The danger of war between the U.S. and Iran is increasing. U.S. forces virtually surround Iran. And they are being ramped up. In classic gunboat diplomacy a U.S. aircraft carrier battle group is positioned off the coast of Iran. Imagine if Iran had a naval armada off of New York or had troops in Canada. Why would Iran risk an armed confrontation with Washington? U.S. firepower would obliterate it. The Secretary of State demands that Iran “behave like a normal nation.” By that does he mean like the U.S. with its bases everywhere and almost $ trillion military budget? Why did the U.S. abandon the Iran deal which according to the UN was working? Instead of sending warships, missiles and bombers to the Persian Gulf, Washington should send diplomats. We should have dialogue rather than hectoring and threatening war. Interviewed by David Barsamian. Recorded at the University of Denver.
The U.S. and Iran are on a collision course. The name-calling and saber rattling are ominous. The New York Times headline reads: “Iran Calls U.S. ‘Desperate and Confused.’ Trump vows ‘Obliteration.’” Is Iran going to commit suicide by attacking the world’s most lethal military? Washington is exerting what it calls “maximum pressure” on Iran and on anyone who wants to do business with that country. For most Iranians the punitive sanctions the U.S. has imposed are a form of warfare, albeit the economic kind. The Iran nuclear deal was working just fine according to the UN when Washington unilaterally abandoned it thus triggering the current crisis and the slide to war. The attitude emanating from Washington is more like that of a bully: You do what I tell you or else. Respectful dialogue is what is needed, not hectoring and badgering. Interviewed by David Barsamian. Recorded at KGNU.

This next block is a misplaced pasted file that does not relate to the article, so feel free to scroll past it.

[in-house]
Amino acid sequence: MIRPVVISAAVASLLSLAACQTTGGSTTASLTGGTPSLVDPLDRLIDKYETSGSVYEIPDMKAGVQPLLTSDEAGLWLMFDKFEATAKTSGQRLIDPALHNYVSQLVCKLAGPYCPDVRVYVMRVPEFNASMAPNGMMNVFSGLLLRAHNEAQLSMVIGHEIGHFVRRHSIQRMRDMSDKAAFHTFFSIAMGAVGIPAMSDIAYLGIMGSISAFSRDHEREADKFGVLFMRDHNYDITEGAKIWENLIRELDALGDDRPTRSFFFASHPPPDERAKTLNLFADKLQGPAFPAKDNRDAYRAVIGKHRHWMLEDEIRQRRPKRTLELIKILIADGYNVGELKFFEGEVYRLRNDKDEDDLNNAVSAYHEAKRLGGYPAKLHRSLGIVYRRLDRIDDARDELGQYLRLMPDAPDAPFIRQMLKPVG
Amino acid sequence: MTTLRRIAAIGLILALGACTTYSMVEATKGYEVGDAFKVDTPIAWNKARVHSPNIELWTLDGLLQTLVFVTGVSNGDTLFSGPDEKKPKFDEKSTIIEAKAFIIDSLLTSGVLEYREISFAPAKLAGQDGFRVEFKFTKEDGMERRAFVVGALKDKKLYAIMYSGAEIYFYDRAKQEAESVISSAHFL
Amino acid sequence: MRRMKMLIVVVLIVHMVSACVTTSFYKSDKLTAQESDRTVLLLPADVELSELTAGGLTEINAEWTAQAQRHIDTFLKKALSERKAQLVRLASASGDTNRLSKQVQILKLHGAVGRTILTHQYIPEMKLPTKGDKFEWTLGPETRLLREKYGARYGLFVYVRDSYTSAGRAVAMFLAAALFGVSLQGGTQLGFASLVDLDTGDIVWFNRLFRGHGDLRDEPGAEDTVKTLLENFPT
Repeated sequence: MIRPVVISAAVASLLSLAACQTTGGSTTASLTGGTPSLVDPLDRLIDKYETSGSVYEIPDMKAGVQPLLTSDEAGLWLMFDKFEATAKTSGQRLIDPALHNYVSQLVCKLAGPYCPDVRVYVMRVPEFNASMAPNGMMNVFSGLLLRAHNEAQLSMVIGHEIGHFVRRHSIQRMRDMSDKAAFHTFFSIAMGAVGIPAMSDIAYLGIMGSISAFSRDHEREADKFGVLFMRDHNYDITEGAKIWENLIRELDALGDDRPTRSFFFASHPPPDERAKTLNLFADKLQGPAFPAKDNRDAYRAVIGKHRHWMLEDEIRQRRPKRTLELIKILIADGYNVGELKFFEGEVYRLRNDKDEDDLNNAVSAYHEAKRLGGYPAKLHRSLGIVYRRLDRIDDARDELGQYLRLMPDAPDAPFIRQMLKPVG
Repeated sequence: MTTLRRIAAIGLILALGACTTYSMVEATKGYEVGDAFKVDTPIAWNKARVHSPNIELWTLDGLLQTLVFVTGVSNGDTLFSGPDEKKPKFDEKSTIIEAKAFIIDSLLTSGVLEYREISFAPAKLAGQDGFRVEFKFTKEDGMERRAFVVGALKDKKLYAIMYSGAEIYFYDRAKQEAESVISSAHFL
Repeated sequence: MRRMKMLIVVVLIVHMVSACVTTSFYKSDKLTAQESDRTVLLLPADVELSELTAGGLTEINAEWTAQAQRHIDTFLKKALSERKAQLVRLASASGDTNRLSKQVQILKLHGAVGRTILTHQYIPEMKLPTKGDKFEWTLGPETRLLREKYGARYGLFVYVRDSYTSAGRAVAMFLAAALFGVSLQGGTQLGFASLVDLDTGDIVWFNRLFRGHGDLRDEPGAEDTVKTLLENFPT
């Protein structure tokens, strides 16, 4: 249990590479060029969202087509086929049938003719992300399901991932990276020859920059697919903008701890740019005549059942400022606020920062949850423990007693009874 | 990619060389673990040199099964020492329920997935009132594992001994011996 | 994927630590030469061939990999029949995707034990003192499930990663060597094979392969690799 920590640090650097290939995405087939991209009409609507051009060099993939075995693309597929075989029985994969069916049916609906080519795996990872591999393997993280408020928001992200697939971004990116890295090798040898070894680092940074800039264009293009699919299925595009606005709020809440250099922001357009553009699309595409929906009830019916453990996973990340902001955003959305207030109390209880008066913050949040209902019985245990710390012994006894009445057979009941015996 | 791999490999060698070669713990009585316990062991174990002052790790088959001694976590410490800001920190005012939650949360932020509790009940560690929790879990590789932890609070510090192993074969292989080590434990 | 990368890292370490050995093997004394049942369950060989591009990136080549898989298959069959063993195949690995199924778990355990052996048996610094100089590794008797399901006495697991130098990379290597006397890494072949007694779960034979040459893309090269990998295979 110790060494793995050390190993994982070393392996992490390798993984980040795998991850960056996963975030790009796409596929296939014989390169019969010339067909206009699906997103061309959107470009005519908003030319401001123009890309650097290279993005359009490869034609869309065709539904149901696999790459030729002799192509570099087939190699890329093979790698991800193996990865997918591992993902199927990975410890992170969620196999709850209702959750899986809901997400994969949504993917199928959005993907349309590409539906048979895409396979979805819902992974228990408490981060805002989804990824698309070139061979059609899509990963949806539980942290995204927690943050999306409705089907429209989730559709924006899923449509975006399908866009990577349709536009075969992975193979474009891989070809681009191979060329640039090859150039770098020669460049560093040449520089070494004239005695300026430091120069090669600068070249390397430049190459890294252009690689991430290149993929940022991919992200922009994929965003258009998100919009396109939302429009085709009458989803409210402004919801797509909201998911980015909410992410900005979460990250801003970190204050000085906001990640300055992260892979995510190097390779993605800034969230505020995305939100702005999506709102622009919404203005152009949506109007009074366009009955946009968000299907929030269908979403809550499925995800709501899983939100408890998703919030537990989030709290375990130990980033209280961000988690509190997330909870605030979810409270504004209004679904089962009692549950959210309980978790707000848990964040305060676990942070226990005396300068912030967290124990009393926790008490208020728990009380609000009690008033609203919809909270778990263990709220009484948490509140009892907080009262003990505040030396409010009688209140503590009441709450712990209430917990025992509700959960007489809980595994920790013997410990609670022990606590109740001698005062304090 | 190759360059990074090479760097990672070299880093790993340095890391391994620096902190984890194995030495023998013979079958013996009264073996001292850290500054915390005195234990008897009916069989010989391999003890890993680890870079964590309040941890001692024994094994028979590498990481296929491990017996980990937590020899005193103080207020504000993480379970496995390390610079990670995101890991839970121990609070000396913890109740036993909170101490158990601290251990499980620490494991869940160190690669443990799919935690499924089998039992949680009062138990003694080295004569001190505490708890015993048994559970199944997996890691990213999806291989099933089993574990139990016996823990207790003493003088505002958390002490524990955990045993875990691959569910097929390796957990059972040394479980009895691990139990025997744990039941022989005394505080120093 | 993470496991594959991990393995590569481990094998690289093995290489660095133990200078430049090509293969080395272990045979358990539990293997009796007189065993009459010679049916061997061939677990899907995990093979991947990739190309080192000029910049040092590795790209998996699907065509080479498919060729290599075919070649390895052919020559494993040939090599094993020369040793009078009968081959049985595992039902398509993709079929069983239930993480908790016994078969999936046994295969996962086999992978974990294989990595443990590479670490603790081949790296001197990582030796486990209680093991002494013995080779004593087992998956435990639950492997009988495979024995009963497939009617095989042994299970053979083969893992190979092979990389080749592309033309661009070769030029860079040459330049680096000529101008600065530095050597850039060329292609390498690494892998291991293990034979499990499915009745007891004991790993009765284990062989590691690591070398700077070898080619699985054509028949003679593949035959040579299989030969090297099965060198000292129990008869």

Regime change started decades ago. The new term is just a change of clothes. Dwight Eisenhower was president when the U.S. overthrew the popular democratic government of Mohammad Mossadegh in Iran in 1953. What was Mossadegh's transgression? He wanted Iran's oil to benefit the Iranian people. The coup brought the shah back from exile and put him on the Peacock Throne. What ensued was 25 years of tyranny and repression culminating in Ayatollah Khomeini's Islamic Revolution. The coup in Iran was a pivotal event of the 20th century. Virtually all Iranians know about it. Yet most Americans haven't even heard of it. The U.S. professes that it supports democracy in the Middle East yet when there was a democratic government in Iran the U.S. destroyed it.
Recorded at the Pacific Asia Museum.
Ervand Abrahamian is distinguished professor emeritus of Iranian and Middle Eastern history and politics at the City University of New York. He is the author of Iran Between Two Revolutions, A History of Modern Iran and The Coup: 1953, the CIA, and the Roots of Modern U.S.-Iranian Relations.
Nader Hashemi is Director of the Center for Middle East Studies and teaches Middle East and Islamic politics at the Korbel School of International Studies at the University of Denver. He is the author of Islam, Secularism and Liberal Democracy and co-editor of The People Reloaded, The Syria Dilemma and Sectarianization: Mapping the New Politics of the Middle East.
Stephen Kinzer was a New York Times correspondent and bureau chief in Nicaragua, Germany and Turkey. He teaches at Brown University. He is author of many books including Poisoner in Chief: Sydney Gottlieb & the CIA Search for Mind Control.